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EJP-Soil First call: Understanding tradeoffs and interactions between SOC stocks and GHG emissions for climate-smart agri-soil management

Alternative title: Sann karbonlagring i jord: samspill og avveining mellom karbonlagring og klimagassutslipp ved klimasmart landbruk

Awarded: NOK 4.1 mill.

Globally, soils store more carbon than vegetation. However, soil organic carbon (SOC) stocks are declining world-wide due to intensive agriculture, with detrimental effects for soil quality and fertility. Implementation of soil management methods targeted to increase SOC stocks can counteract this trend and, at the same time, absorb greenhouse gases (GHG). Management strategies commonly used to increase SOC stocks include the use of externally or internally recycled organic amendments (e.g., plant litter, residues, animal manures, digestates, biochar), alternative cropping practises (e.g., continuous green cover, cover crops) or measures that reduce SOC losses (e.g., reduced tillage, adapted grazing). However, these management strategies also have the potential to increase greenhouse gas (GHG) emissions by stimulating decomposition of previously sequestered C and N thus increasing the emission of carbon dioxide (CO2) and nitrous oxide (N2O) and/or reducing methane (CH4) uptake. In the worst case, climate savings by increased SOC sequestration can be cancelled out by increased N2O and CH4 emissions. TRUESOIL will quantify the ‘true’ climate effect of management practices aimed at increasing SOC stocks by measuring CO2 exchange and CH4/N2O emissions simultaneously. Emissions will be monitored in ongoing field experiments in 11 partner countries inside (Germany, France, Spain, Portugal, Irland, Norway, Finland) and outside the EU (Chile, Argentina, Indonesia and Ethiopia). Soils will be sent to partner laboratories to study abiotic and biotic factors controlling soil carbon sequestration and interactions with GHG emissions in more detail. A highly prioritized question to be addressed is why certain soils show ‘carbon-saturation’, while others do not. Together, TRUESOIL will create a basis for developing scientifically sound and locally adapted management strategies which increase soil carbon sequestration while reducing GHG emissions.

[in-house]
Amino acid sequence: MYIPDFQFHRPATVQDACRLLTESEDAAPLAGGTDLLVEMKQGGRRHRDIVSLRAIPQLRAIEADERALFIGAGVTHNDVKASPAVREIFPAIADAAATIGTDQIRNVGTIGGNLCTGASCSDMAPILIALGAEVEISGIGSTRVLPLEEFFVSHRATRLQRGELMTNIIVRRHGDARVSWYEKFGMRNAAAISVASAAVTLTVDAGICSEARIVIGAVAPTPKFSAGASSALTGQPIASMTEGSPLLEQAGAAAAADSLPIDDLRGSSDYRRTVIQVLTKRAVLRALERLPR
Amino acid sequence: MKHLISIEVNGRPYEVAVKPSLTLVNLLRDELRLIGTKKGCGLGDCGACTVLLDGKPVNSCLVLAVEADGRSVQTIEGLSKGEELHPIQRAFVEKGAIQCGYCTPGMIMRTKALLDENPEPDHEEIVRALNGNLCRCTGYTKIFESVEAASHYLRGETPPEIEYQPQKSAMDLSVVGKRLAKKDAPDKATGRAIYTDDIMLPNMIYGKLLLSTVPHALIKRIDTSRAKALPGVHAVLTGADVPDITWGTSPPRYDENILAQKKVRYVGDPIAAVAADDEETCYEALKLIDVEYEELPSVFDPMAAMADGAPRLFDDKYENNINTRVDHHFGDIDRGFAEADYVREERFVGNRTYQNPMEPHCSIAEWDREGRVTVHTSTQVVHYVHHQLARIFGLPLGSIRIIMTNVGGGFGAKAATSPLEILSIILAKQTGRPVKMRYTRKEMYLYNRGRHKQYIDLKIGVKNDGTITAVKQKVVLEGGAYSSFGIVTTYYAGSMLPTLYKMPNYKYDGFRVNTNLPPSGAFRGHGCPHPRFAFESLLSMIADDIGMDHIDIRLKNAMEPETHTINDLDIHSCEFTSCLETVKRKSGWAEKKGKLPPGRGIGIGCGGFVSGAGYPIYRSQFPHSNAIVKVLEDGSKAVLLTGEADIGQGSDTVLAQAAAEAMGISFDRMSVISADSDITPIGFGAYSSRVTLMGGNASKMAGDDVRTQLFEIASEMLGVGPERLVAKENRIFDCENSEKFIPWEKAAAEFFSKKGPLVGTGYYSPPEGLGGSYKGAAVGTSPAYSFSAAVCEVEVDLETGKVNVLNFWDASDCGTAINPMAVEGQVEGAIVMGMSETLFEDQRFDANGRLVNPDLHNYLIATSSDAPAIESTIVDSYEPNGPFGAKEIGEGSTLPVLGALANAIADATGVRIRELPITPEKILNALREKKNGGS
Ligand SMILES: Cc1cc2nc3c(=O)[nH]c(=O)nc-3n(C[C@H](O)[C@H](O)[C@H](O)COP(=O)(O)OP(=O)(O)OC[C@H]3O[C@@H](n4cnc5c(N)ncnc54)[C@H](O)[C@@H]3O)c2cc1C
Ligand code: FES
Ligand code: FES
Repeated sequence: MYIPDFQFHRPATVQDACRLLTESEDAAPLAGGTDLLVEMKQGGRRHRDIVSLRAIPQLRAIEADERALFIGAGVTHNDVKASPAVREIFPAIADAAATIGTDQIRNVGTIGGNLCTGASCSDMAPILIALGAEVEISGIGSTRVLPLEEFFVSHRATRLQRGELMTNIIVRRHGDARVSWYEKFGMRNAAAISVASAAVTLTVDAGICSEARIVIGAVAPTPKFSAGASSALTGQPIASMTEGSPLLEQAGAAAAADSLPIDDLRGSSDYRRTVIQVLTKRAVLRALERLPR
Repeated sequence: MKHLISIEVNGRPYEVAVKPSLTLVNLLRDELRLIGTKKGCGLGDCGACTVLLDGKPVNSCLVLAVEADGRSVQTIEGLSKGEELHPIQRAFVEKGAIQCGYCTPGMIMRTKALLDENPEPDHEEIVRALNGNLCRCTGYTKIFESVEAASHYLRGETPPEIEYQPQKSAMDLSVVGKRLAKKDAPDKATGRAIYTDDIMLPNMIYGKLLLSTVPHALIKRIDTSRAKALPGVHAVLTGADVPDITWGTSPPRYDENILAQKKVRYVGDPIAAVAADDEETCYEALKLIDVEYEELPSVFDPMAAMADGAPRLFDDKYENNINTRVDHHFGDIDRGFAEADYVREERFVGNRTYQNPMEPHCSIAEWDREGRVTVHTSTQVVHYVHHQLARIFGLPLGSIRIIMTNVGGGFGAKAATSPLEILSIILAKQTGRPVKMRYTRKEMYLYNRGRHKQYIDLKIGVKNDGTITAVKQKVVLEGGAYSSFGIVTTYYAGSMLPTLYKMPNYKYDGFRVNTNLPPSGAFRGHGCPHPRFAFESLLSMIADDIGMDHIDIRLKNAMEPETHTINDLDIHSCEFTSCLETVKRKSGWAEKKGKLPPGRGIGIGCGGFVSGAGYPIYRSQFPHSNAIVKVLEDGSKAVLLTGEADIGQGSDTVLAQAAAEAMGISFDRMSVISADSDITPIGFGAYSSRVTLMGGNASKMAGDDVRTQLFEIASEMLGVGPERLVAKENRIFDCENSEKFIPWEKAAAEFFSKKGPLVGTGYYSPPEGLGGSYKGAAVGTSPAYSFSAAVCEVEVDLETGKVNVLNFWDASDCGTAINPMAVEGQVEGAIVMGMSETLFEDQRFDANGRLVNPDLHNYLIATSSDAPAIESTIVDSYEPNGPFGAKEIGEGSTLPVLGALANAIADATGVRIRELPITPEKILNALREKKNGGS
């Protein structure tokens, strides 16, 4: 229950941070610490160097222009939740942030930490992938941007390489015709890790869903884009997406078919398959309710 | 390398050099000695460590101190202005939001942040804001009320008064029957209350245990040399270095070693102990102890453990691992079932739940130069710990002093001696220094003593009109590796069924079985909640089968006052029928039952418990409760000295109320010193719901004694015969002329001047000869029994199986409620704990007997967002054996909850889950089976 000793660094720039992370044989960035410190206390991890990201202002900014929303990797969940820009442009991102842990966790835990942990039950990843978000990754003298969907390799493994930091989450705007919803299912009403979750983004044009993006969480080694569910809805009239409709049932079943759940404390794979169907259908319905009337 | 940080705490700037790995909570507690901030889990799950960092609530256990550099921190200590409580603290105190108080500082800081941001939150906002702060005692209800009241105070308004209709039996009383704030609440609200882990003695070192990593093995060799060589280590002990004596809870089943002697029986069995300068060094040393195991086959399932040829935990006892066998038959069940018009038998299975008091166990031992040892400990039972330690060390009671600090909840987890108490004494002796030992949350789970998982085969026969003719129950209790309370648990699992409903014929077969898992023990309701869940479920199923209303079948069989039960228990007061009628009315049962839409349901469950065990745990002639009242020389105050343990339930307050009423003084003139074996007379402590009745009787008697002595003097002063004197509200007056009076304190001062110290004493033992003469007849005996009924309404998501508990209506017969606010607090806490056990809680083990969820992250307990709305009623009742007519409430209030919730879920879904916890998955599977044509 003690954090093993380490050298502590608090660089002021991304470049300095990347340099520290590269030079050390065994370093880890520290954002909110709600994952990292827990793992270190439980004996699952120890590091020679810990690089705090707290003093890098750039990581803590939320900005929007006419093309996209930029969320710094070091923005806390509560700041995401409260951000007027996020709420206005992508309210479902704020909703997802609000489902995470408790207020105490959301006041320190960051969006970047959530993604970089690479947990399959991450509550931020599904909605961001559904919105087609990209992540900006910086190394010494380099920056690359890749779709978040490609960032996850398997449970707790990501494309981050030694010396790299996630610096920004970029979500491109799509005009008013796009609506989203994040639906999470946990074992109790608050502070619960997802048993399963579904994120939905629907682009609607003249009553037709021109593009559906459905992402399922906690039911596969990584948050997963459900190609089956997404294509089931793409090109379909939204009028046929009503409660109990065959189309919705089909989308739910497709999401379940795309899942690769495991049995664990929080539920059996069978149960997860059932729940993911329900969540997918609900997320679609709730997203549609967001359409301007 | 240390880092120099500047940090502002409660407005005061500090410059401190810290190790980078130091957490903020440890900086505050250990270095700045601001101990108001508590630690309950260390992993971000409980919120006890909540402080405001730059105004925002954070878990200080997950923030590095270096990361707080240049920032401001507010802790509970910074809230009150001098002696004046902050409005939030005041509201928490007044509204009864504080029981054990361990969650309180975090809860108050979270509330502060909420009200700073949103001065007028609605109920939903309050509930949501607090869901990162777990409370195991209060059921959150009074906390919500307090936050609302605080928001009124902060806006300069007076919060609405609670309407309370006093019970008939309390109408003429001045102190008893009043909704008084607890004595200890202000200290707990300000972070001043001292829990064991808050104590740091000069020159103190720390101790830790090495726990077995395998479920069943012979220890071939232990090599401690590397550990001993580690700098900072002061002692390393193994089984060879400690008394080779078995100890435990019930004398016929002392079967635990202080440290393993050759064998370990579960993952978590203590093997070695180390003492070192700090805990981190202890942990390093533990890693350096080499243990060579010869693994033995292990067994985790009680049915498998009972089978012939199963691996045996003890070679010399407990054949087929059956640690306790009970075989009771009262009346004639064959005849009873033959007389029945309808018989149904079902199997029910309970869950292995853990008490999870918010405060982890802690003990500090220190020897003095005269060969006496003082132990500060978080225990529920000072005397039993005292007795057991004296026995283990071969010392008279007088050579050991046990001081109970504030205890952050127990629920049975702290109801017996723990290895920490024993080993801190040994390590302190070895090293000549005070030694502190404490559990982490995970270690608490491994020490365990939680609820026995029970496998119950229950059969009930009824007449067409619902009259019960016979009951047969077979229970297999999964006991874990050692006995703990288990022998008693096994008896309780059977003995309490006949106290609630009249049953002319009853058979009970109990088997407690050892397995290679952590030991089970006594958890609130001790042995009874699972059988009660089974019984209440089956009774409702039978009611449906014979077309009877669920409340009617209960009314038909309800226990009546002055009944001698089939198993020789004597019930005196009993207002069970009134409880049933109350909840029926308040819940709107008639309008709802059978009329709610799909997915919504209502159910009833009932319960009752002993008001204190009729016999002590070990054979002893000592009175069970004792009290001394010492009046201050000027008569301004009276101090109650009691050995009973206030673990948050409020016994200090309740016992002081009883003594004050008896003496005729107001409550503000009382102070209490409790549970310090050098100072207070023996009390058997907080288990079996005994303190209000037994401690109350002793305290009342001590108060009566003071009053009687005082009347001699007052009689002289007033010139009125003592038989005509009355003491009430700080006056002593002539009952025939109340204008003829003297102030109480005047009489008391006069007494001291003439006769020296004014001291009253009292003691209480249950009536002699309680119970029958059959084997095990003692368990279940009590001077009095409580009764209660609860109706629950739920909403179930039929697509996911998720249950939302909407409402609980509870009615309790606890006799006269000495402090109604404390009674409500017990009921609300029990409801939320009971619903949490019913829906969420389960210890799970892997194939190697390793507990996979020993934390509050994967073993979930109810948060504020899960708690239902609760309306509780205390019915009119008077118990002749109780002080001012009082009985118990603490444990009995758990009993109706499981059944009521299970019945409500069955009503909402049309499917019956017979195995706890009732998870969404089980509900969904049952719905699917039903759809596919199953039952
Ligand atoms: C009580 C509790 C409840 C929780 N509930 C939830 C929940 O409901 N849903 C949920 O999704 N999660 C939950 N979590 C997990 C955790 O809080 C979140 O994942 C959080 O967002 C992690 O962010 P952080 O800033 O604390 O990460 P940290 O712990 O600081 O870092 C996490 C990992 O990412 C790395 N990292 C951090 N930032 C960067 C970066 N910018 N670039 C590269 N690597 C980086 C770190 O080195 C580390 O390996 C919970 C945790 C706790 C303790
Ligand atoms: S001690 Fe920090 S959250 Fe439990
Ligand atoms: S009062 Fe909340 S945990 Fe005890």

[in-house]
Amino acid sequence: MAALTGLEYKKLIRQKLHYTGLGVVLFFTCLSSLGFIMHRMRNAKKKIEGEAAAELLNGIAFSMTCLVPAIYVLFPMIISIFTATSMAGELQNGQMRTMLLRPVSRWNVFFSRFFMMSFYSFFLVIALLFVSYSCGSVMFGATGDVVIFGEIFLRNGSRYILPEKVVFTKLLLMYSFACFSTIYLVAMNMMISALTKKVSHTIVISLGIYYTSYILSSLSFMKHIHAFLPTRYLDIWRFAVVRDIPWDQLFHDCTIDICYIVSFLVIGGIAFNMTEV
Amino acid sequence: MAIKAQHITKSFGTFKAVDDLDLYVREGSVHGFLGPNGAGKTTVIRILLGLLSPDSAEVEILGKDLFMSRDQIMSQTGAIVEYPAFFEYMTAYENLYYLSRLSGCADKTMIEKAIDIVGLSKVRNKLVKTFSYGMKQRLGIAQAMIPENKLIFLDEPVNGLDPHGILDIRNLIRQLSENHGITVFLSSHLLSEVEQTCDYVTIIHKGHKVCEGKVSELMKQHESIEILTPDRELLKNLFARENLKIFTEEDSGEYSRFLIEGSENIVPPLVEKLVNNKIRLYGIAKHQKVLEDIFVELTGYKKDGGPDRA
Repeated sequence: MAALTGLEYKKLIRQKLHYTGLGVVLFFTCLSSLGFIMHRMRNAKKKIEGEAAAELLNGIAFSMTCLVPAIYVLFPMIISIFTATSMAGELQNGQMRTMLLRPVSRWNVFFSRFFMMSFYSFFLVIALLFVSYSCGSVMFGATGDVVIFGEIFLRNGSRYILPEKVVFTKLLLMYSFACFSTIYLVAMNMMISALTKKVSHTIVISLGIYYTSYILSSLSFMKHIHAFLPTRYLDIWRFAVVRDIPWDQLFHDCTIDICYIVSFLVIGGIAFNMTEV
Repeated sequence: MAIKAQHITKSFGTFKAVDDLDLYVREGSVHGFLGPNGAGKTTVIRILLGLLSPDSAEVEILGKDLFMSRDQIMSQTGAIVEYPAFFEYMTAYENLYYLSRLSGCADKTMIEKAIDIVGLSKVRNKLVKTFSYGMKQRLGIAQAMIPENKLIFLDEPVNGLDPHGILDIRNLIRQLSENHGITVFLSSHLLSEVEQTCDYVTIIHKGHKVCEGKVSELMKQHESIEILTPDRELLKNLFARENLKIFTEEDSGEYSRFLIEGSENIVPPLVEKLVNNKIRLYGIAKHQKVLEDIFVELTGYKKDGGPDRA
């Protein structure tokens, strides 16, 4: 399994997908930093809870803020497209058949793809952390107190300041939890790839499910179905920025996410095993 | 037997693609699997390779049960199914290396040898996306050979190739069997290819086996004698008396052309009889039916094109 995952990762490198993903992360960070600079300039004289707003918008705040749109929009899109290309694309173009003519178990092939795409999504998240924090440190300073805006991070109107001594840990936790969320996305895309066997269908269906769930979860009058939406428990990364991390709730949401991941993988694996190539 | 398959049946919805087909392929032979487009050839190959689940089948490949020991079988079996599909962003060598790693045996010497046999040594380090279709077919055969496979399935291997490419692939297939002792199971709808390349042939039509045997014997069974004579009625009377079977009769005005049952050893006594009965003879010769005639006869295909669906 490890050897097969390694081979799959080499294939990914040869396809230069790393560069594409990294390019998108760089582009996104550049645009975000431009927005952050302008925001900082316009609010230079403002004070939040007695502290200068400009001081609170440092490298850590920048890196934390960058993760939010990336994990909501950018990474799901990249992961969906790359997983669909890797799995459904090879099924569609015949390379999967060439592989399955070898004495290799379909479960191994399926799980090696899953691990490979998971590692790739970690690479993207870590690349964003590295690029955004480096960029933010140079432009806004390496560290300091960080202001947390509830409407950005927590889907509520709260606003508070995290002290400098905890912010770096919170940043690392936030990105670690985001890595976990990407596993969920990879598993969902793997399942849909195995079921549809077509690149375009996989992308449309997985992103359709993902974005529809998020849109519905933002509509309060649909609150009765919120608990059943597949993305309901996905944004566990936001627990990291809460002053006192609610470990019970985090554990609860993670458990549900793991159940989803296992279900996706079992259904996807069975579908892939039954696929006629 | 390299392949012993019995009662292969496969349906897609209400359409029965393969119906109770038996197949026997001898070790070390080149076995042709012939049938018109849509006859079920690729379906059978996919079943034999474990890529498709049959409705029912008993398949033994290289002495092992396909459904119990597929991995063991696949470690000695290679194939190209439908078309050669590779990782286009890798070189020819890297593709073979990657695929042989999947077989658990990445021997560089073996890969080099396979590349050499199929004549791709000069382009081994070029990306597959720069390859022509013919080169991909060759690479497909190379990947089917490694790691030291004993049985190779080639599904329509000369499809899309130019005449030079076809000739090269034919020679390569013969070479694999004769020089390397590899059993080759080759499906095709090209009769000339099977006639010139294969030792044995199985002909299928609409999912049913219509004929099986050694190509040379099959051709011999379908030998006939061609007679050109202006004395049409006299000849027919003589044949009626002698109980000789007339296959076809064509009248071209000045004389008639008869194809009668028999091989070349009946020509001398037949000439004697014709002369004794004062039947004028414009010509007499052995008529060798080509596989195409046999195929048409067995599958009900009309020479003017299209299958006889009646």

Agricultural soils are depleted in soil organic carbon (SOC) and have the potential to sequester substantial amounts of C, which could be used in climate change mitigation. Common management practices for increasing SOC include the use of external or internally recycled OC inputs (organic amendments/fertilizers, biochar, plant residues), alternative cropping options (continuous green cover, cover crops) or measures that reduce OC losses (reduced tillage, adapted grazing). These practices have a potential to increase greenhouse gas (GHG) emissions by stimulating decomposition of previously sequestered C and N in soil. TRUESOIL assesses mechanisms and drivers behind increased GHG emissions in SOC-augmenting management practices and studies their interactions with increased SOC sequestration under different soil and climatic conditions (boreal, temperate, Mediterranean and semi-oceanic). Many C-augmenting management interventions are known, or have the potential, to modify soil N cycling, resulting in enhanced N2O emissions. To understand potential trade-offs between OC storage and GHG emissions, we combine intensive measurements of GHG fluxes in various cropping systems with carbon-nitrogen cycling studies and microbiological analyses. Comparison of soils that are SOC saturated with those that continue to accumulate SOC will aid to identify major drivers. Using rainfall exclusion experiments, we will also examine the future impact of reductions in precipitation on interactions between SOC accumulation and GHG emissions. TRUESOIL works towards an increased understanding of how environmental factors and management control OC sequestration, SOC persistence and stabilization and how this is linked to GHG emissions, opening for designing soil- and climate specific management strategies for climate smart crop production.

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